Journey to the Great Bear Rainforest
By Andrew Franklin
Few wildlife experiences compare with seeing a grizzly bear in its natural environment.
So to also witness massive humpbacks, beautiful orcas, soaring eagles and so many more of the West Coast’s storied wildlife in a single journey, well, this really is the trip of a lifetime.
Our adventure begins in the small, picturesque Telegraph Cove, just south of the fishing town of Port McNeill on the east coast of Vancouver Island.
A colourful collection of buildings along a waterfront boardwalk, the community’s humble origins reach back to 1912, when Telegraph Cove was founded as a one-man telegraph station. It later became a fish saltery, sawmill village and today, a tourism destination.
The sheltered waters of the Broughton Archipelago feature an abundance of marine life. Named by George Vancouver in 1792 after then Capt. William Robert Broughton, the Archipelago is a maze of largely uninhabited islands, islets, rocks and reefs that effectively choke off the mouth of mighty Knight Inlet. Two hundred years later it was designated as BC’s largest marine park.
The inlet’s opening lies east of Malcolm Island and Port McNeill, and just north of the opening of the upper end of Johnstone Strait, which separates Vancouver Island from the archipelago between it and the mainland.
Part of the world-famous Great Bear Rainforest, Knight Inlet is one of the longest on the BC coast, stretching 125 kilometres inland and 2.5 km wide.
Boarding the Grizzly Girl
Deciding to take this trip with Tide Rip Grizzly Adventures was easy. From the start, the staff was friendly, enthusiastic and professional – a must if you’re embarking on an off-the-beaten-track adventure. With “staycations” the vacation of choice this season, this out-of-the-ordinary excursion welcomed local tourists from both Vancouver Island and the BC Lower Mainland.
Adding to the excitement, award-winning wildlife photographer Anthony Bucci joined us for the day, sharing his considerable knowledge!
With the safety meeting complete by 7 a.m. sharp, we boarded the Coast Guard-certified vessel Grizzly Girl for the journey along Knight Inlet to the hopeful viewing area at Glendale Cove.
With the trip to the Cove approximately two hours, followed by three to four hours of bear watching, we were looked after throughout the day by Captain James and tour guide/naturalist Laura.
But we didn’t have to wait long to catch our first glimpse of West Coast wildlife. Within the first five minutes an eagle flew overhead, followed by the first of many whale sightings – a massive humpback!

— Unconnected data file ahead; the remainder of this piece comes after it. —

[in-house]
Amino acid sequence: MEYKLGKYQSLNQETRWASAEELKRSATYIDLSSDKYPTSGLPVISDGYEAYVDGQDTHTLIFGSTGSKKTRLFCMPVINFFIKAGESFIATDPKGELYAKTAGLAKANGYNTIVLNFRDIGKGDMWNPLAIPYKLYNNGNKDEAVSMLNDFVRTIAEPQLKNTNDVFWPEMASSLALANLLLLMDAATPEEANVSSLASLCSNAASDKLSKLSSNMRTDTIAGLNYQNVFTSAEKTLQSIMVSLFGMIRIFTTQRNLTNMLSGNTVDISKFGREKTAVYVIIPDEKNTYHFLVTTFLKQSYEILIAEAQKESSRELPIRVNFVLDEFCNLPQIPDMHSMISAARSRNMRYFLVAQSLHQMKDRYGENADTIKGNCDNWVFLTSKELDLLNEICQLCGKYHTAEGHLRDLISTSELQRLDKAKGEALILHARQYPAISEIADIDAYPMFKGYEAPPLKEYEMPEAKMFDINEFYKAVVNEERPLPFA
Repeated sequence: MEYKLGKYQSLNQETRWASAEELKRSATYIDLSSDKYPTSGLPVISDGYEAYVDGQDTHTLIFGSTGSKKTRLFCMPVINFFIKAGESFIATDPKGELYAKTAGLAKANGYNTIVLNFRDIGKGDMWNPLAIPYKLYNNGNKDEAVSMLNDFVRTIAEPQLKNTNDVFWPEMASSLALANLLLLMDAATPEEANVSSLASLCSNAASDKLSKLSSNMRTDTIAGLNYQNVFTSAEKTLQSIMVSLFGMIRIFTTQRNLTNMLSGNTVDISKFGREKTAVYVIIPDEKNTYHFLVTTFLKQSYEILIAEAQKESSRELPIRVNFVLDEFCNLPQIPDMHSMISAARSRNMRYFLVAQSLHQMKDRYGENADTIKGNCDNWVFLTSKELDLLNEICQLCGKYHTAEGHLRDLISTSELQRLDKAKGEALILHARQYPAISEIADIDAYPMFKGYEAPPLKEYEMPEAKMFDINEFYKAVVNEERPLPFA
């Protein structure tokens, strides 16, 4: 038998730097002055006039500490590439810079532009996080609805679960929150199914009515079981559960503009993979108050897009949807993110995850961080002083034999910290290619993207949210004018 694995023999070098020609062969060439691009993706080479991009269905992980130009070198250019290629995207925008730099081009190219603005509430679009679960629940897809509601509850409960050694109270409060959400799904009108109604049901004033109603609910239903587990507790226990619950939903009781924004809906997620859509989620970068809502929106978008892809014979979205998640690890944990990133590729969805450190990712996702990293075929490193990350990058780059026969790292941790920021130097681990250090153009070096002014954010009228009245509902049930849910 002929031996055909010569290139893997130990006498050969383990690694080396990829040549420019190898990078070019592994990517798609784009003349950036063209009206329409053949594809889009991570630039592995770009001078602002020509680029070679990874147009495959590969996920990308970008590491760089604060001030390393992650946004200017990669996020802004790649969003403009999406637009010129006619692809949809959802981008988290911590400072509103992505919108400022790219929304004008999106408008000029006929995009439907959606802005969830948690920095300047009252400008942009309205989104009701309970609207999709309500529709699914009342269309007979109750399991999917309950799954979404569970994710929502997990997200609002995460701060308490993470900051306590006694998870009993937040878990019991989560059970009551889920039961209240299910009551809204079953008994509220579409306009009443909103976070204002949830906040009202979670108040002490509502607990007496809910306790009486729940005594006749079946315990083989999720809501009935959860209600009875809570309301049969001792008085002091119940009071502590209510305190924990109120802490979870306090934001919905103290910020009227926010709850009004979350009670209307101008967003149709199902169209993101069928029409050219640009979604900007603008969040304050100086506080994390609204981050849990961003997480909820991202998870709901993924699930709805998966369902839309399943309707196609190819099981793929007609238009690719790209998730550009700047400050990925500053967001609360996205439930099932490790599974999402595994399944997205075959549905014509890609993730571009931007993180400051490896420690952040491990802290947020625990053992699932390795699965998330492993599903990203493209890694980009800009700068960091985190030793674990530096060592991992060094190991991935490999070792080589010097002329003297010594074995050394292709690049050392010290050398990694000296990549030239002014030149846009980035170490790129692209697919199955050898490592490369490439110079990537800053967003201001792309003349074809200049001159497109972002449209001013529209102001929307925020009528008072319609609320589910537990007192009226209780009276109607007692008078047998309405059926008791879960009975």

Hugging the coastline, we stopped at a few locations known to Tide Rip staff to catch our first look at grizzlies. The first view was brief – after checking us out, they quickly disappeared into the bush, but it set the scene for adventures to come.
Where wild grizzly bears roam
After spotting a number of black bears trolling the coastline for food, excitement continued to build as we approached our destination for viewing wild grizzly bears: Glendale Cove.
A now-uninhabited area originally the site of a cannery, here the water turns a deep emerald green as glacial waters flow from surrounding mountains.
This is where wild grizzly bears roam and we’ll get to watch them wander their natural environment. At least that’s the hope. Nothing is for certain.
Upon arriving at Glendale Cove, we transfer to a specially designed bear-viewing skiff, featuring raised platforms and unparalleled access to what could be the greatest show on earth.
Our small, flat-bottomed boat glides quietly along the inlet, and Captain James cuts the engine after seeing a mother and two cubs on the beach ahead.
Suited up in thick waterproof overalls, James slips into the waist-deep water to manoeuvre the skiff for perfect viewing, all without disturbing the bears. We’re now quite close and able to appreciate the natural environment and peaceful tranquility in silence. The grizzlies simply ate what seemed to be buckets of blue mussels, scraping them off with their long claws.
A grizzly can be distinguished from a black bear by its noticeable shoulder hump, a more dish-shaped face and its longer claws.
Approximately 80 bears are in the area, including 12 residents and others passing through. Two matriarchs, Lenore and Bella are well known to local guides and we have the privilege of seeing Lenore with her two male cubs. What a treat!
But this unforgettable adventure wasn’t over yet – on the return journey we had even more luck, seeing more humpback whales, orcas, dolphins and Dall’s porpoises were all spotted in their incredible natural habitat.
The final tally for the trip:
- Grizzly bears – 6
- Black bears – 3
- Dall’s porpoises – multiple
- Pacific white-sided dolphins – multiple
- Northern resident killer whales (orcas) – multiple
- Humpback whales – 2
So, if you are thinking of a staycation trip of a lifetime, this is it!
Now you can have the opportunity to enjoy your very own grizzly tour! Simply click on this link for a chance to win.
To plan your adventure:
Tide Rip Grizzly Adventures, Telegraph Cove, BC, grizzlycanada.com Due to COVID-19, a reduced number of seats are available and masks are mandated during the portion of the trip while seated under cover on the boat. Everyone obliged with apparent smiles on all faces.